When I first heard about Marshawn skipping mandatory OTA's, threatening a holdout, and floating rumors of retirement (I don't buy it for a second) I will admit that I was a bit surprised. When you think about it though, it makes perfect sense.
On paper, Lynch is the fifth highest paid running back in the NFL and just agreed to his contract two years ago. He would seem to be fairly compensated. When looking at things from Lynch's perspective, though, the motivation to holdout is logical. To my mind it's not necessarily about getting a pay raise but about getting more years and more guaranteed money added to his contract.
But he has two years remaining, you say. Well, yes and no. His contract has two years and $16 million remaining--$7 million this year and $9 million next year. Of the $9 million next year, $5.5 million is base salary, $2 million is a roster bonus ($125k/game), and $1.5 million is from a prorated signing bonus. What this means is that the Seahawks could cut Marshawn next year and have a cap savings of $7.5 million, with only the portion of the signing bonus being dead money. Given his age, wear and tear (with another year tacked on), and potential emergence of Christine Michael, it seems rather unlikely that we would keep Marshawn at that number.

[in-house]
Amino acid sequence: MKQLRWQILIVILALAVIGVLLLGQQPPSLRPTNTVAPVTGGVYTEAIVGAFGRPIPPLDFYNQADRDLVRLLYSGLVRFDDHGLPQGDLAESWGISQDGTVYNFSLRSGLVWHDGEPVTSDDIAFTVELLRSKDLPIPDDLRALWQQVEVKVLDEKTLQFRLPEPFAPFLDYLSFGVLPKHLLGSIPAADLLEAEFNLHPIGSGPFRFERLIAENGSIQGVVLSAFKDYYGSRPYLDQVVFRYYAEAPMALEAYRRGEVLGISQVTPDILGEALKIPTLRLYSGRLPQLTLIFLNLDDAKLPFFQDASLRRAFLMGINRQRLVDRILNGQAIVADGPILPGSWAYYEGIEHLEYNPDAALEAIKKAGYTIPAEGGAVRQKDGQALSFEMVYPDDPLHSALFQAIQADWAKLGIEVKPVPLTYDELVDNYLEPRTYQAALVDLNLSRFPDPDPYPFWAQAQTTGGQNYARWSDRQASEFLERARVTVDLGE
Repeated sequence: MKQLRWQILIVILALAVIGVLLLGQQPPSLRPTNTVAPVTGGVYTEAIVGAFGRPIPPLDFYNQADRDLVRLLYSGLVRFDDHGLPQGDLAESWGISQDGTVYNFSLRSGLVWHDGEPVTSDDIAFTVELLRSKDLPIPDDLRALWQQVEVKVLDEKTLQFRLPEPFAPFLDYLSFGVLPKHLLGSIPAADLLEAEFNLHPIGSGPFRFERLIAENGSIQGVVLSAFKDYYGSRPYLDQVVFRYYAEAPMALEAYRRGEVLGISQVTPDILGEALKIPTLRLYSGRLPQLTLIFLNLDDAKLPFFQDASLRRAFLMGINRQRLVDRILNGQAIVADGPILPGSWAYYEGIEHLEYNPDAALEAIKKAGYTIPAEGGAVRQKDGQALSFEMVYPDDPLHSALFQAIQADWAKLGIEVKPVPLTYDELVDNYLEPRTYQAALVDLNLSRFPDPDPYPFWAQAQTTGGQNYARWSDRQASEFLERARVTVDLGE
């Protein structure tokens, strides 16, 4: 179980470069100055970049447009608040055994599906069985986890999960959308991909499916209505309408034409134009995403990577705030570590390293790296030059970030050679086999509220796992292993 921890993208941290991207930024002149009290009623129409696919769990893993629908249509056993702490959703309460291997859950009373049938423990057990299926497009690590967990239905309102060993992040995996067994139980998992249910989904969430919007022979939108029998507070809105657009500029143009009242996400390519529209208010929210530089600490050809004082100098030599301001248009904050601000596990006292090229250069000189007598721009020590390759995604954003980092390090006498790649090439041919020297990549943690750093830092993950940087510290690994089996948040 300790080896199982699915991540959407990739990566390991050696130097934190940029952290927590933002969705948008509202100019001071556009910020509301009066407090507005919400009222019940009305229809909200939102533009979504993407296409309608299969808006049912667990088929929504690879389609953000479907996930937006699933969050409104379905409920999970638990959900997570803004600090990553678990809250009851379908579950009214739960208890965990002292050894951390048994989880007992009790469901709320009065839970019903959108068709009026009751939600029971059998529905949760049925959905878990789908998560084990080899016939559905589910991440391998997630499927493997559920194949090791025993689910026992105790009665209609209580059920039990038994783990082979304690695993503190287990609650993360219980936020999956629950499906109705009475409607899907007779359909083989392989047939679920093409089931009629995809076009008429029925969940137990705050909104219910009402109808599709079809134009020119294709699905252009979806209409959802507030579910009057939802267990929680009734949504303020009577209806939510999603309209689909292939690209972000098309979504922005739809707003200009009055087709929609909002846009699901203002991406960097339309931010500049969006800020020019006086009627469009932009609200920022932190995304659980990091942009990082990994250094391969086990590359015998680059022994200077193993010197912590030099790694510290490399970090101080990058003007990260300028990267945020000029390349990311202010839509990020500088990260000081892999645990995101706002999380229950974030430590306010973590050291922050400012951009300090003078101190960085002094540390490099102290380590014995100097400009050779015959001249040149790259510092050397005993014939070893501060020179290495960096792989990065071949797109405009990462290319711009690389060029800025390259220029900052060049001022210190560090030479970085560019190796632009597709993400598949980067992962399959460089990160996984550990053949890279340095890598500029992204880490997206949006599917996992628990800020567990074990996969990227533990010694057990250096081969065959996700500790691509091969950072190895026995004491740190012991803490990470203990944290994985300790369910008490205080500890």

So, from Lynch's point of view, he has a one year $7 million deal. If he waits until next year to try to renegotiate he loses all leverage, which is why this is coming up now.
Also, if he does get cut next year and goes into free agency what kind of contract will he be looking at? It's tough to say, but nowhere near the one he currently has. My guess would be somewhere between Steven Jackson's (3 years, $12 million, $4 million guaranteed) and Frank Gore's (3 years, $19.5 million, no guaranteed money) current contracts.
Even though Marshawn's stance is logical from his perspective, that doesn't mean that it makes sense for the Seahawks to renegotiate.
Should the Seahawks renegotiate the contract?